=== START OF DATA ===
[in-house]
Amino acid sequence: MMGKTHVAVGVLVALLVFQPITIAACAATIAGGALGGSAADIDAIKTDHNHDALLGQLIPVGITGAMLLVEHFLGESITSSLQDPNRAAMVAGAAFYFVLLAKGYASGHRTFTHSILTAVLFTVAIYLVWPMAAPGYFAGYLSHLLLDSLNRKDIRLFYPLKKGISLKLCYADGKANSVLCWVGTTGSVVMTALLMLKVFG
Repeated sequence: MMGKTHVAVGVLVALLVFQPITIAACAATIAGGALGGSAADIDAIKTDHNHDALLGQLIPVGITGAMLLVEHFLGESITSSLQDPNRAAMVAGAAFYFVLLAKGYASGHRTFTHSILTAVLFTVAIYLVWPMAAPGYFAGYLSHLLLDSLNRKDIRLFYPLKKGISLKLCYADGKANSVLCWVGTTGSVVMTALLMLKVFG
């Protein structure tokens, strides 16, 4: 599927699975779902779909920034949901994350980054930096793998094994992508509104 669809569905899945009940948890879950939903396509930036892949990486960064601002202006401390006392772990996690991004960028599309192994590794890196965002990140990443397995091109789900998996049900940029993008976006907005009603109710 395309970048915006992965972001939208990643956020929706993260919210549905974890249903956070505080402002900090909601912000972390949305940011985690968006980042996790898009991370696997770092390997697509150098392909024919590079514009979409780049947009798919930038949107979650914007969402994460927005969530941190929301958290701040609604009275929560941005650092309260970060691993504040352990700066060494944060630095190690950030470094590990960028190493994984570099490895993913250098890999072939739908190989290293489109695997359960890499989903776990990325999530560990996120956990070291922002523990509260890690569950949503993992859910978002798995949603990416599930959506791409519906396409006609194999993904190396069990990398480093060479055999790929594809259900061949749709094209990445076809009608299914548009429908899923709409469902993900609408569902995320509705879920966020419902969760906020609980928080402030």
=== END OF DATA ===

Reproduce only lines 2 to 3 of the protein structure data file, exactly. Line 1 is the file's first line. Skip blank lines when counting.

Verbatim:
Amino acid sequence: MMGKTHVAVGVLVALLVFQPITIAACAATIAGGALGGSAADIDAIKTDHNHDALLGQLIPVGITGAMLLVEHFLGESITSSLQDPNRAAMVAGAAFYFVLLAKGYASGHRTFTHSILTAVLFTVAIYLVWPMAAPGYFAGYLSHLLLDSLNRKDIRLFYPLKKGISLKLCYADGKANSVLCWVGTTGSVVMTALLMLKVFG
Repeated sequence: MMGKTHVAVGVLVALLVFQPITIAACAATIAGGALGGSAADIDAIKTDHNHDALLGQLIPVGITGAMLLVEHFLGESITSSLQDPNRAAMVAGAAFYFVLLAKGYASGHRTFTHSILTAVLFTVAIYLVWPMAAPGYFAGYLSHLLLDSLNRKDIRLFYPLKKGISLKLCYADGKANSVLCWVGTTGSVVMTALLMLKVFG